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China Baosteel's H1 net profit tumbles, hurt by coronavirus, rising iron ore prices

* Baosteel’s H1 net profit down 36.87% y/y

* Net profit recovered in Q2 from the first quarter

* Earnings drop due to the coronavirus, iron ore prices

BEIJING, Aug 27 (Reuters) - Baoshan Iron & Steel Co Ltd , China’s top listed steel producer, said on Thursday net profit slumped 36.87% in the first six months of 2020, pressured by the coronavirus pandemic and climbing raw material prices.

The company, known as Baosteel, reported a net profit of 4.0 billion yuan ($581.45 million) for the period, compared to 6.34 billion yuan a year earlier, according to a filing to the Shanghai Stock Exchange.

“Due to impact from the coronavirus, downstream demand for steel plunged in the first quarter ... (while) iron ore prices fluctuated within high range,” the company said in a statement, adding that the steel sector gradually recovered in the second quarter though prices for imported ore continued to dent profits.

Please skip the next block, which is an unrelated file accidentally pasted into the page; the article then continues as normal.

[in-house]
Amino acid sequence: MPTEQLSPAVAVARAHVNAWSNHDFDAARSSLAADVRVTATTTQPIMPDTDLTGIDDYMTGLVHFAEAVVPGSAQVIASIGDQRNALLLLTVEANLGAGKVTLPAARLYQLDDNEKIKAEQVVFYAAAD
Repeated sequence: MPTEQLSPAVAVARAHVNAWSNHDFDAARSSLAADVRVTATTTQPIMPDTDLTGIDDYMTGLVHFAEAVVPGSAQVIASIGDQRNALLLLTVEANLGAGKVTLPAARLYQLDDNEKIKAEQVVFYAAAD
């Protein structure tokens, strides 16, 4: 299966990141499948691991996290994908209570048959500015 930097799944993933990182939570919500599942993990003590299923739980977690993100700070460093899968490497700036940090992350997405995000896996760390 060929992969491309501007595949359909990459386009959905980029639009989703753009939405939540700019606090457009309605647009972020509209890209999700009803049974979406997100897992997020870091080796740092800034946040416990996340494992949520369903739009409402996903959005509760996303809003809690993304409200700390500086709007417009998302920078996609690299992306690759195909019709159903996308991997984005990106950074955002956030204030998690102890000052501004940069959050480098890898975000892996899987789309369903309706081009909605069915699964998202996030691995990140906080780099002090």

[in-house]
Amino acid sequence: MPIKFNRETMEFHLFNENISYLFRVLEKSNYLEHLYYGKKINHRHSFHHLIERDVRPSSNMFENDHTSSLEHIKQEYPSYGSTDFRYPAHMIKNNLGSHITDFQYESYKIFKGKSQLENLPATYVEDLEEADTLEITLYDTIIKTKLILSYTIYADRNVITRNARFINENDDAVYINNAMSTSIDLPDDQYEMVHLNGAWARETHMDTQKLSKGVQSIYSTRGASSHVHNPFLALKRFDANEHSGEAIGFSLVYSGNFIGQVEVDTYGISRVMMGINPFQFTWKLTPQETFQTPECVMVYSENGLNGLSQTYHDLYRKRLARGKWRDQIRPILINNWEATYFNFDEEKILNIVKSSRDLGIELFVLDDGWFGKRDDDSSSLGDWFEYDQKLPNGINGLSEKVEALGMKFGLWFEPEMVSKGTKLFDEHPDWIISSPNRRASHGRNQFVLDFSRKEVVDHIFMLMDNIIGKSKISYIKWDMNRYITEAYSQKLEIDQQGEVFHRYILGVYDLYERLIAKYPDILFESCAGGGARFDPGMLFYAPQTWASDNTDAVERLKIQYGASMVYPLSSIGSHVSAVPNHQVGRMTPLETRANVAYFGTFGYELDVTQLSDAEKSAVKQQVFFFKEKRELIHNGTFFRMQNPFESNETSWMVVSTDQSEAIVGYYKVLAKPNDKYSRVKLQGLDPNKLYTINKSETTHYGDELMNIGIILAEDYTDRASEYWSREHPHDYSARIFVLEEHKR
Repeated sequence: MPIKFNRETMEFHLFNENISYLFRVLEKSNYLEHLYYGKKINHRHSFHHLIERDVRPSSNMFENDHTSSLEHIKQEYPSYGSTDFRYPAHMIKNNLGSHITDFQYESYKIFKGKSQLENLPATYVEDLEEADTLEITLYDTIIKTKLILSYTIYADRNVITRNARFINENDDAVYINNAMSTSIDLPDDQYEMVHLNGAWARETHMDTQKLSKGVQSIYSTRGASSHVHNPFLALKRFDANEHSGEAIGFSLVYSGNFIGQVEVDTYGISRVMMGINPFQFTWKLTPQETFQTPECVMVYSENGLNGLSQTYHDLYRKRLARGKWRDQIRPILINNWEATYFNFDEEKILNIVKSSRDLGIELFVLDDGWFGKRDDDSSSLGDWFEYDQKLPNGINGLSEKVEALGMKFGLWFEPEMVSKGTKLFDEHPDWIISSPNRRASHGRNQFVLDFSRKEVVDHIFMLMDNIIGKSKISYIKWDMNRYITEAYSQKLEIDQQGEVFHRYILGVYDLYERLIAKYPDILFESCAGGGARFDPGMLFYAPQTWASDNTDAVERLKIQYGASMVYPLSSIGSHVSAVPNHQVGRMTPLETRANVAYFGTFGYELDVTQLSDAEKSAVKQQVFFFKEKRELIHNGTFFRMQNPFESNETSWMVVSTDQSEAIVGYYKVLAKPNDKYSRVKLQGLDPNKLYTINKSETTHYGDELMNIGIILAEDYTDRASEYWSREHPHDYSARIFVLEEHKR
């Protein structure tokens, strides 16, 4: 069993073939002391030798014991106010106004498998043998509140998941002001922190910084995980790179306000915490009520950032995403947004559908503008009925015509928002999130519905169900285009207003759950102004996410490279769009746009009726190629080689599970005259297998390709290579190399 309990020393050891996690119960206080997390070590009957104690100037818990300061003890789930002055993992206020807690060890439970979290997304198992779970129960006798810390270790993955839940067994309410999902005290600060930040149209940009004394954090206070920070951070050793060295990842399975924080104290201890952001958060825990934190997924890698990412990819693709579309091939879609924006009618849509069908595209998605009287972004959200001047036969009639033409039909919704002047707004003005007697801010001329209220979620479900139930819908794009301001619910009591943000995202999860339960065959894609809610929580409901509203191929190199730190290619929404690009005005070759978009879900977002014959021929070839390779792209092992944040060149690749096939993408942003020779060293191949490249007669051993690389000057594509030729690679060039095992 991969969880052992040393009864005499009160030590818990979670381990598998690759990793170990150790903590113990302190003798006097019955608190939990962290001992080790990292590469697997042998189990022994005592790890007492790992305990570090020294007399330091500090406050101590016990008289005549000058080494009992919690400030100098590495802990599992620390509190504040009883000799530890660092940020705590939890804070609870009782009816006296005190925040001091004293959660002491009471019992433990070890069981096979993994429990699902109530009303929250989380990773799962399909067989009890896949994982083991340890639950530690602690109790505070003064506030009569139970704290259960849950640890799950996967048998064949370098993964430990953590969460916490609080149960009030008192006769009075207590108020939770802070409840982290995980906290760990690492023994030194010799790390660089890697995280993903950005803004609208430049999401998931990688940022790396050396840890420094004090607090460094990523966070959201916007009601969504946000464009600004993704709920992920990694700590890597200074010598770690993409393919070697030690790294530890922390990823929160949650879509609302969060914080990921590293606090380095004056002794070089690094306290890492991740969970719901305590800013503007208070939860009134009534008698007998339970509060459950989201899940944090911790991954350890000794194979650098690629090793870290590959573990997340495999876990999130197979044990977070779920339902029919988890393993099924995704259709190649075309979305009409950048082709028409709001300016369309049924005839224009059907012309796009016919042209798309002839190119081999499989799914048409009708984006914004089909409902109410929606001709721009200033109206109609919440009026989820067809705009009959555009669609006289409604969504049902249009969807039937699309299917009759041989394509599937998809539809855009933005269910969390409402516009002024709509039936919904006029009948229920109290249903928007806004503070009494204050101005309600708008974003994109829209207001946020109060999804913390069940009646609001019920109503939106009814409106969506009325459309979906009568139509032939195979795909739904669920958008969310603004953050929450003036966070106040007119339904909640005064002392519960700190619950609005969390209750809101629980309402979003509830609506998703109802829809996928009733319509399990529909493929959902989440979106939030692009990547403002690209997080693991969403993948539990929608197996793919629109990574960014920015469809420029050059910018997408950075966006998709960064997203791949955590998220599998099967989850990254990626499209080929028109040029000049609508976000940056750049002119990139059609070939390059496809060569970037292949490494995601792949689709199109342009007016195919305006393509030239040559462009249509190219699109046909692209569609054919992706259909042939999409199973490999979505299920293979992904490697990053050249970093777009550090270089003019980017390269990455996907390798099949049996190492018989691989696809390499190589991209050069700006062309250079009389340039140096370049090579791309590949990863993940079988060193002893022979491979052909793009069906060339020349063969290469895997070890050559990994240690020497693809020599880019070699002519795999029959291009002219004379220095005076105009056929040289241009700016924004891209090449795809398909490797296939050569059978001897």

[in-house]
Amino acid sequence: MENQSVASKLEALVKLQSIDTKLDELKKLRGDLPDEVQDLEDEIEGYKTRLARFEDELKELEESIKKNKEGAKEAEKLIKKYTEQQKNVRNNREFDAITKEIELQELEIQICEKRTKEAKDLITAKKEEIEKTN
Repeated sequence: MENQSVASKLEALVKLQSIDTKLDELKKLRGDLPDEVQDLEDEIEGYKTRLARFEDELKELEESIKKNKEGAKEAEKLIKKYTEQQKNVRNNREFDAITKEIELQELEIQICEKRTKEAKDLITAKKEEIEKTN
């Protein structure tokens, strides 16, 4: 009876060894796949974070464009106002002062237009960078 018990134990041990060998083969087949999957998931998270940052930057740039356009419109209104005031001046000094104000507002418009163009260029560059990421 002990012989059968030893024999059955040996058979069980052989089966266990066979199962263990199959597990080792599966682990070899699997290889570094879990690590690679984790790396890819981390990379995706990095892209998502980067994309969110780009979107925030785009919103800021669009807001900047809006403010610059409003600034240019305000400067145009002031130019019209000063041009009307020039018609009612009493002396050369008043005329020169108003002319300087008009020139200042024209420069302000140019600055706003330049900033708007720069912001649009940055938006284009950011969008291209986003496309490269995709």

For April-June period, Baosteel earned 2.47 billion yuan, Reuters calculations showed. That jumped 60.6% from the first quarter, but was still well below a net profit of 3.46 billion yuan it logged in the same period a year earlier.

China’s benchmark iron ore futures prices have surged more than 60% so far this year on supply-side disruptions due to the pandemic as well as resilient demand amid Beijing’s stimulus measures to shore up a slowing economy.

Most listed steel firms reported big drops in net profits for the first half, with some down more than 40% on an annual basis.

In the first six months of the year, Baosteel produced 22.43 million tonnes of steel products, compared to 24.3 million tonnes in the same period a year earlier.

The company expected China’s steel output to remain at high levels in the second half of the year, while raw material prices could also stay elevated.

Baosteel’s first half revenue was 129.8 billion yuan, down 7.9% from Jan-June 2019.

The steelmaker also plans to issue short-term bonds, it said in a separate filing. ($1 = 6.8794 Chinese yuan renminbi) (Reporting by Min Zhang and Tom Daly; Editing by Kim Coghill)

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